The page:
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Photo by Michelle S. Nettesheim

I had never heard the term “foodie” before moving to San Francisco. As a former fat kid, I couldn’t understand this pride with which San Franciscans declared themselves gourmets, or “foodies.” What was this strange world in which people were so invested in what we eat?

As the days grow shorter and plastic bins are filling with canned goods, many have begun to overindulge in holiday treats and diet options plaster the news. I am reminded again that food is much more than sustenance.

Food is a cultural experience, an ethical dilemma, a health hazard. Food is delight and nostalgia and shame.  The breadth and complexity of this week’s special “Food Issue” is proof.

Our writers have scoured The City for culinary treats and now share their reviews and personal holiday recipes.  (Try saying “feuerzangenbowle” ten times, fast.) We’ve got tips for your holiday cookie-decorating party, and our resident “Science Mom” writes a funny and heart-warming piece about her husband’s forays into making organic baby food.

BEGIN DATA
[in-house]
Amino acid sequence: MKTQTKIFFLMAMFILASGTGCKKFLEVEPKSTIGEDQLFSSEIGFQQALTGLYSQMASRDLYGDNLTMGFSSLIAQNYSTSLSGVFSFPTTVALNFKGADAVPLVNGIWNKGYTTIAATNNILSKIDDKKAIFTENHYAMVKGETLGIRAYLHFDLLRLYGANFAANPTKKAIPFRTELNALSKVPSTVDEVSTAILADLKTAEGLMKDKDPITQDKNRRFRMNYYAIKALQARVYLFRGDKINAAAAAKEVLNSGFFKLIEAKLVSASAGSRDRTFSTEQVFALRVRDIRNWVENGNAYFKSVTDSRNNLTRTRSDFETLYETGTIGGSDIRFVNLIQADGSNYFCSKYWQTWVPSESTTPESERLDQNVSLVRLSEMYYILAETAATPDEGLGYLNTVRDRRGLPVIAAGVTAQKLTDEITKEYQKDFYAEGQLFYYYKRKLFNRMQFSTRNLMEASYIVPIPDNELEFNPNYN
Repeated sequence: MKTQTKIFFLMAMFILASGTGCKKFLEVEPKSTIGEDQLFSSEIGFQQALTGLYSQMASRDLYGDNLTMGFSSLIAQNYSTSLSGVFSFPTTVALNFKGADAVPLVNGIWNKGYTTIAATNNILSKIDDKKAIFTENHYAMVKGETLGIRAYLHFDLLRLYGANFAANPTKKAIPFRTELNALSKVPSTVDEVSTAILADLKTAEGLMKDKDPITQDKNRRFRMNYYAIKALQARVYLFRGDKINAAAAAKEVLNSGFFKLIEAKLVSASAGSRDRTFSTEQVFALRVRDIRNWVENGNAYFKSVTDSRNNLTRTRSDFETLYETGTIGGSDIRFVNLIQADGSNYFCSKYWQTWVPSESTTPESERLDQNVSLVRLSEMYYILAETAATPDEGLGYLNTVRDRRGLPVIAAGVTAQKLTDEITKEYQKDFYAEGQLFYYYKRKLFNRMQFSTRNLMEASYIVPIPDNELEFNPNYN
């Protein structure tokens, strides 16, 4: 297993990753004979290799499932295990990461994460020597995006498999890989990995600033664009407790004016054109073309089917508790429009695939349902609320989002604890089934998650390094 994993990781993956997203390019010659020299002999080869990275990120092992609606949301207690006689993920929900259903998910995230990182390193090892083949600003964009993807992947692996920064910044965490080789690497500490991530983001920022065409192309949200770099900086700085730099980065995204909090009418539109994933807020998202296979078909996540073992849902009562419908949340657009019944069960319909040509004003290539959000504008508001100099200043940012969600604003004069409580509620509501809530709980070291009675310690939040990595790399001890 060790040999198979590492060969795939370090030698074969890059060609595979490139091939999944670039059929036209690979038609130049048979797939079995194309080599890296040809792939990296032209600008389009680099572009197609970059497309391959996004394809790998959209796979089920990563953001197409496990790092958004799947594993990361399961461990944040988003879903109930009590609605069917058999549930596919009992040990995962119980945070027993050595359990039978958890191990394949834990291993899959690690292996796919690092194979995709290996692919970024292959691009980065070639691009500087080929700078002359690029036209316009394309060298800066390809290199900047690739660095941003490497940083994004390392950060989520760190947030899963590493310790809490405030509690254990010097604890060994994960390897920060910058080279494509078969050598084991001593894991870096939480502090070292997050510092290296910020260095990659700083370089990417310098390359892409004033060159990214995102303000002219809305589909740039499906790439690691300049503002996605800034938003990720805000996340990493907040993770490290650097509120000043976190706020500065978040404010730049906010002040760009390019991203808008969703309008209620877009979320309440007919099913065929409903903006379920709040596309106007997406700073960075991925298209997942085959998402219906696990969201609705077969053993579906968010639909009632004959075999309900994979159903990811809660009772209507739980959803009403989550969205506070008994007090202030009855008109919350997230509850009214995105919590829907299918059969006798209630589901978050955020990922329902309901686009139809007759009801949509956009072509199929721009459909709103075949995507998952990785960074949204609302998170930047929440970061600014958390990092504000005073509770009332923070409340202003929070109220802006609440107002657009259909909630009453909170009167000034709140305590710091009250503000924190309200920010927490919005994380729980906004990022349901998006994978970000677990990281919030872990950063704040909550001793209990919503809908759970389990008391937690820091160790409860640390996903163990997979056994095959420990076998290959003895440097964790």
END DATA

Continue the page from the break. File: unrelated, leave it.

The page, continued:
In these pages, we also present the darker side of food culture.  The ethical debate about genetically modified (GM) foods rages, and the obesity epidemic leads UCSF’s anti-sugar warriors to call for a ban on sugary beverages.

While some struggle with consuming too much, others may go hungry in light of recent cuts to the federal food stamps program. Others still face psychological battles over food, as one student explores in a courageous personal essay about bulimia.

This holiday season, in this city of foodies, I hope we can take a moment to reflect on that which sustains us, whatever that might mean.

Jenny Qi
Executive Editor

The Monsters in My Fridge

Cuts to SNAP Benefits Threaten Food Security in UCSF’s Backyard

This Thing Is Gluten Free: Does that mean it’s good for me?

New Precision Medicine Lecture Series Wraps Up

From Test Tube to Kitchen Table: OBR-Bay Debates GMOs


AIDS Exhibits at the UCSF Library

Cirque du Soleil’s Amaluna is Other Worldly

Mama M.: Beating the Winter Blues

Jenny Qi is a third-year BMS student.

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